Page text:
Presentation is loading. Please wait.

Presentation is loading. Please wait.

Property Rights to Carbon in the Context of Climate Change

Similar presentations


Presentation on theme: "Property Rights to Carbon in the Context of Climate Change"— Presentation transcript:

1 Property Rights to Carbon in the Context of Climate Change
Grenville Barnes and Sheryl Quail School of Forest Resources and Conservation Geomatics Program University of Florida March 2009

2 Structure of Presentation
Introduction Understanding Carbon pools and dynamics Climate Change Mitigation Strategies Who controls the major forest Carbon Pools   Conceptualizing Property Rights Defining Property Rights to Carbon Conclusion 

3 How to formalize the transaction? What would prevent sale to others?
Who “owns” the tree? How to formalize the transaction? What would prevent sale to others? How can conservation rights be enforced? What is a fair market price? Jose’s $500 tree (Acre, Brazil)

4 Need to define C property rights
“Clarifying both property rights to forestland and the legal rights and responsibilities of landowners is a vital pre-requisite for effective policy and enforcement… (Stern et al. 2007: 608) Only when property rights are secure, on paper and in practice, will longer term investments in sustainable management become worthwhile. (OCC 2008: 58) In order to create and deliver carbon credits to a carbon offset investor, project proponents must ensure that landownership and formal property rights are well defined and documented. This creates a special risk for developing countries that have inaccessible or costly land titling procedures.” (Randrianarisoa, Vitale & Pandya 2008) “…time has come for property theorists to ‘reconstitute property’ to engage with the sociological and ecological [dimensions]…” (Boydell et al 2008) “..property rights, far from being straightforward instruments of ownership, are nuanced and highly important to any system that essentially creates permits and offsets …” Allan & Bayliss 2005) “The reason many natural resources are not traded efficiently in market systems is …. the good or service should be private rather than public…….” (Portela et al 2008: 13) “Resolving the uncertainties surrounding legal title to the sequestered carbon is critical to securing its market value in a CDM transaction.” (Miller et al 2008: 166) “Many REDD systems will create a new form of tradable commodity in the form of carbon rights…(PEP Report 2008)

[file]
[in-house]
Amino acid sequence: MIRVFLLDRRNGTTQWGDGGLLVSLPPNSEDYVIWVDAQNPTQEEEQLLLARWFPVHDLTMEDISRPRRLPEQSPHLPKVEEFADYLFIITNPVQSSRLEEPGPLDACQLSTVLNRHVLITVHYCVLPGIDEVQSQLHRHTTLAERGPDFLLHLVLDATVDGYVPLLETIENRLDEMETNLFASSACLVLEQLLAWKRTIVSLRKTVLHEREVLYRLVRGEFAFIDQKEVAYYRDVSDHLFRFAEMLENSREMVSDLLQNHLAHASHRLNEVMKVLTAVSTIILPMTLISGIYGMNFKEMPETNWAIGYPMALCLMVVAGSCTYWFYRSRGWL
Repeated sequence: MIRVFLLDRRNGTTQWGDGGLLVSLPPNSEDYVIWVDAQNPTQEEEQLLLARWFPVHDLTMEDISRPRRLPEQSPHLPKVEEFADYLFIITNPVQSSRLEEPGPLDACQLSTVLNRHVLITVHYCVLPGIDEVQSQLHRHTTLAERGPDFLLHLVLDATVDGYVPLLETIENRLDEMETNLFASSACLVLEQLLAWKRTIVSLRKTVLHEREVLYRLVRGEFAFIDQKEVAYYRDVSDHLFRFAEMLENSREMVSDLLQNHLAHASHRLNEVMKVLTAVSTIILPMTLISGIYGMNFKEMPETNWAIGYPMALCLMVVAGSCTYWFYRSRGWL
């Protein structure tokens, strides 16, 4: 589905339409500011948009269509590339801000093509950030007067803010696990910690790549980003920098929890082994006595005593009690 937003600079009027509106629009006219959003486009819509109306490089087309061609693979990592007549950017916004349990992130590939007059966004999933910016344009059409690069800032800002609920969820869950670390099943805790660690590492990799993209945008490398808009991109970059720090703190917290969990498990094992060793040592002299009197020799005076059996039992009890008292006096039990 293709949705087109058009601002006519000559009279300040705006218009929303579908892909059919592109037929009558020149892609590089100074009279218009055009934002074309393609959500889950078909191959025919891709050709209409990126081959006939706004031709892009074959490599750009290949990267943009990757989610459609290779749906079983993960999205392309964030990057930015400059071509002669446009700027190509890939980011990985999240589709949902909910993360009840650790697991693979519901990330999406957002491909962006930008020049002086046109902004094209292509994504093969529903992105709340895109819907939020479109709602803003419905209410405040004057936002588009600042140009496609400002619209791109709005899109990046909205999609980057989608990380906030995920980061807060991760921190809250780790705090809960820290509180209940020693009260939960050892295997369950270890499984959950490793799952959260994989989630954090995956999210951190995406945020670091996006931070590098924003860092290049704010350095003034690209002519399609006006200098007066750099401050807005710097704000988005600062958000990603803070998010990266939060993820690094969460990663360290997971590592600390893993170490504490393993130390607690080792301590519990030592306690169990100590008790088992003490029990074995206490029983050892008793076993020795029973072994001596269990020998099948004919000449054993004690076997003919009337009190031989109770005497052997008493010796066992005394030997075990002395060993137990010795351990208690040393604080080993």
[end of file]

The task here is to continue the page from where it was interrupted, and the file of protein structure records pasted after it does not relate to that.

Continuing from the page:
5 Natural Carbon Cycle CO2 in Atmosphere Forest Carbon Ocean Carbon
photosynthesis Ocean uptake respiration Ocean loss Forest Carbon Ocean Carbon runoff Fossil Carbon decomposition Soil Carbon

6 The Human Influence CO2 in Atmosphere Forest Carbon Ocean Carbon
Burning Fossil Fuels Forest Carbon Ocean Carbon Warming temps Acidification Deforestation Land Use Change Forest clearing Fossil Carbon Soil Carbon Forests cheapest option…

7 [http://www. globe. gov/fsl/html/templ. cgi
[http://www.globe.gov/fsl/html/templ.cgi?carboncycleDia&lang=es&nav=1]

8 Bali Action Plan – REDD (2007)
Kyoto Protocol Bali Action Plan – REDD (2007) Clean Development Mechanism (1 project) emissions reduction from developed countries to developing countries Afforestation and reforestation (A/R) in developing countries World Bank – Forest Carbon Partnership Facility funds for capacity building and project design BioCarbon Fund A/R & REDD Joint Implementation emissions reductions between developed countries UN-REDD Programme Chicago Climate Exchange (CCX) European Union Emissions Trading System Regional Greenhouse Gas Initiative (RGGI) New South Wales ETS Over the Counter (OTC) trades Formal Markets ($128 B ) UK ETS Voluntary Markets ($331 million – 2007) Cap/trade (Signatories) C Emitting Companies

9 REDD focuses on forest carbon
Global Forest Coverage Annual Net Change in Forest Area by Region ( ) [FAO 2005] “… an estimated 20 billion tons of carbon could be released into the atmosphere over the next 20 years under a “business as usual” scenario in the Brazilian Amazon alone.” (Nepstad et al 2007)

10 Who Owns the world’s Forests (and Forest C)?
[White and Martin 2002] 22% of Forests in Developing Countries is reserved for or privately owned by communities – 2008 study shows trend continues…